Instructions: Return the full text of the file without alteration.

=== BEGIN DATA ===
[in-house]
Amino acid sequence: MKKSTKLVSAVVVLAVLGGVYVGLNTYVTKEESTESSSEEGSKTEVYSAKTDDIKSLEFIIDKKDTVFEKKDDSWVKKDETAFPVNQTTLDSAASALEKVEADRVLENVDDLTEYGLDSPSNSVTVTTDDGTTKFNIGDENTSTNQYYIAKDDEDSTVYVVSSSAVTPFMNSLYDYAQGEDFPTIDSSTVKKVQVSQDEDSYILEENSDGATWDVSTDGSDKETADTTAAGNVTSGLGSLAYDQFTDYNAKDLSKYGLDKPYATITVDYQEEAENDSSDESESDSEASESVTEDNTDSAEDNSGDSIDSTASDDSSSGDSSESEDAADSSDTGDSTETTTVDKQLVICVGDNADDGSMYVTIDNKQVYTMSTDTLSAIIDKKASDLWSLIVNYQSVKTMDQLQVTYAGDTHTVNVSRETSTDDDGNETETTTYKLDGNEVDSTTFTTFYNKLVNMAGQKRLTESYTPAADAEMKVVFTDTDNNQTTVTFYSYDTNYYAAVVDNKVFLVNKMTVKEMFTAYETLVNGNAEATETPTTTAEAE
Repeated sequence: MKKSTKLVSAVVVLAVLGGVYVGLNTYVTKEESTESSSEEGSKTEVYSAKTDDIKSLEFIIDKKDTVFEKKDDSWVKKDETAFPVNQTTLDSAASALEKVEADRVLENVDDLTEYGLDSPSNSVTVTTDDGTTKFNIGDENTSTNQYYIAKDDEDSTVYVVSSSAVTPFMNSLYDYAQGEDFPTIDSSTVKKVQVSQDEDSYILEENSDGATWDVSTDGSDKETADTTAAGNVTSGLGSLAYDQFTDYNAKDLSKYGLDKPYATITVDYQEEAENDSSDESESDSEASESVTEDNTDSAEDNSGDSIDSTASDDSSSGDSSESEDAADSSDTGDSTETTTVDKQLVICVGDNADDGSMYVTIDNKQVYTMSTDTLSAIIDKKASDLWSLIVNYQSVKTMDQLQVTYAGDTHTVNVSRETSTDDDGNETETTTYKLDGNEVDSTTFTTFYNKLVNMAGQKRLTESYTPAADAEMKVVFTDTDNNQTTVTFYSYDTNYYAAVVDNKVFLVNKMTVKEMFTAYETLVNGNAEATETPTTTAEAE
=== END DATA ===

[in-house]
Amino acid sequence: MKKSTKLVSAVVVLAVLGGVYVGLNTYVTKEESTESSSEEGSKTEVYSAKTDDIKSLEFIIDKKDTVFEKKDDSWVKKDETAFPVNQTTLDSAASALEKVEADRVLENVDDLTEYGLDSPSNSVTVTTDDGTTKFNIGDENTSTNQYYIAKDDEDSTVYVVSSSAVTPFMNSLYDYAQGEDFPTIDSSTVKKVQVSQDEDSYILEENSDGATWDVSTDGSDKETADTTAAGNVTSGLGSLAYDQFTDYNAKDLSKYGLDKPYATITVDYQEEAENDSSDESESDSEASESVTEDNTDSAEDNSGDSIDSTASDDSSSGDSSESEDAADSSDTGDSTETTTVDKQLVICVGDNADDGSMYVTIDNKQVYTMSTDTLSAIIDKKASDLWSLIVNYQSVKTMDQLQVTYAGDTHTVNVSRETSTDDDGNETETTTYKLDGNEVDSTTFTTFYNKLVNMAGQKRLTESYTPAADAEMKVVFTDTDNNQTTVTFYSYDTNYYAAVVDNKVFLVNKMTVKEMFTAYETLVNGNAEATETPTTTAEAE
Repeated sequence: MKKSTKLVSAVVVLAVLGGVYVGLNTYVTKEESTESSSEEGSKTEVYSAKTDDIKSLEFIIDKKDTVFEKKDDSWVKKDETAFPVNQTTLDSAASALEKVEADRVLENVDDLTEYGLDSPSNSVTVTTDDGTTKFNIGDENTSTNQYYIAKDDEDSTVYVVSSSAVTPFMNSLYDYAQGEDFPTIDSSTVKKVQVSQDEDSYILEENSDGATWDVSTDGSDKETADTTAAGNVTSGLGSLAYDQFTDYNAKDLSKYGLDKPYATITVDYQEEAENDSSDESESDSEASESVTEDNTDSAEDNSGDSIDSTASDDSSSGDSSESEDAADSSDTGDSTETTTVDKQLVICVGDNADDGSMYVTIDNKQVYTMSTDTLSAIIDKKASDLWSLIVNYQSVKTMDQLQVTYAGDTHTVNVSRETSTDDDGNETETTTYKLDGNEVDSTTFTTFYNKLVNMAGQKRLTESYTPAADAEMKVVFTDTDNNQTTVTFYSYDTNYYAAVVDNKVFLVNKMTVKEMFTAYETLVNGNAEATETPTTTAEAE